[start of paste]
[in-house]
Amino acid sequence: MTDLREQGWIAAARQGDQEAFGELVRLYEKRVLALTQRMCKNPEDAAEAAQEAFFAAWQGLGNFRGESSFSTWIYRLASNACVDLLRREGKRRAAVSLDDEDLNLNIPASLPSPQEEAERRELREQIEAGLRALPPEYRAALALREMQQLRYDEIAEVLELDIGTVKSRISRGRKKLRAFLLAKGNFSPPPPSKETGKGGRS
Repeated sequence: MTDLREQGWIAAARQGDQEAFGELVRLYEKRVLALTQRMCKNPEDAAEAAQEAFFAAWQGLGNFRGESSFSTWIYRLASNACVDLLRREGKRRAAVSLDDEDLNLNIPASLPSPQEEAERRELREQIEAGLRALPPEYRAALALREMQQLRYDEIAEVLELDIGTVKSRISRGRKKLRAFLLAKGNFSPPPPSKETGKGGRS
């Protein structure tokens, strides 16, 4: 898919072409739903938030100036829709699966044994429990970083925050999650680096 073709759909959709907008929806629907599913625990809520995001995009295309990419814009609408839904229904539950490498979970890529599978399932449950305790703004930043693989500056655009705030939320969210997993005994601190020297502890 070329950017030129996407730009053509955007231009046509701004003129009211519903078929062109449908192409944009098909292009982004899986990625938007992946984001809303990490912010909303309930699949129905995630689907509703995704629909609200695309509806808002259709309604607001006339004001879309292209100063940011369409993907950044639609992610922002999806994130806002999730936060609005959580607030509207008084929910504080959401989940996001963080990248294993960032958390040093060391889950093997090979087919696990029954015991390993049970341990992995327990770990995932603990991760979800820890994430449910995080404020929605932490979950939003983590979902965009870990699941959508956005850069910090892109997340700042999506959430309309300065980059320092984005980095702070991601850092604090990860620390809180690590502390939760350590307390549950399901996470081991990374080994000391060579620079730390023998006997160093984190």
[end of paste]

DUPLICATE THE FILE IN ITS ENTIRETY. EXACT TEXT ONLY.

[in-house]
Amino acid sequence: MTDLREQGWIAAARQGDQEAFGELVRLYEKRVLALTQRMCKNPEDAAEAAQEAFFAAWQGLGNFRGESSFSTWIYRLASNACVDLLRREGKRRAAVSLDDEDLNLNIPASLPSPQEEAERRELREQIEAGLRALPPEYRAALALREMQQLRYDEIAEVLELDIGTVKSRISRGRKKLRAFLLAKGNFSPPPPSKETGKGGRS
Repeated sequence: MTDLREQGWIAAARQGDQEAFGELVRLYEKRVLALTQRMCKNPEDAAEAAQEAFFAAWQGLGNFRGESSFSTWIYRLASNACVDLLRREGKRRAAVSLDDEDLNLNIPASLPSPQEEAERRELREQIEAGLRALPPEYRAALALREMQQLRYDEIAEVLELDIGTVKSRISRGRKKLRAFLLAKGNFSPPPPSKETGKGGRS
């Protein structure tokens, strides 16, 4: 898919072409739903938030100036829709699966044994429990970083925050999650680096 073709759909959709907008929806629907599913625990809520995001995009295309990419814009609408839904229904539950490498979970890529599978399932449950305790703004930043693989500056655009705030939320969210997993005994601190020297502890 070329950017030129996407730009053509955007231009046509701004003129009211519903078929062109449908192409944009098909292009982004899986990625938007992946984001809303990490912010909303309930699949129905995630689907509703995704629909609200695309509806808002259709309604607001006339004001879309292209100063940011369409993907950044639609992610922002999806994130806002999730936060609005959580607030509207008084929910504080959401989940996001963080990248294993960032958390040093060391889950093997090979087919696990029954015991390993049970341990992995327990770990995932603990991760979800820890994430449910995080404020929605932490979950939003983590979902965009870990699941959508956005850069910090892109997340700042999506959430309309300065980059320092984005980095702070991601850092604090990860620390809180690590502390939760350590307390549950399901996470081991990374080994000391060579620079730390023998006997160093984190």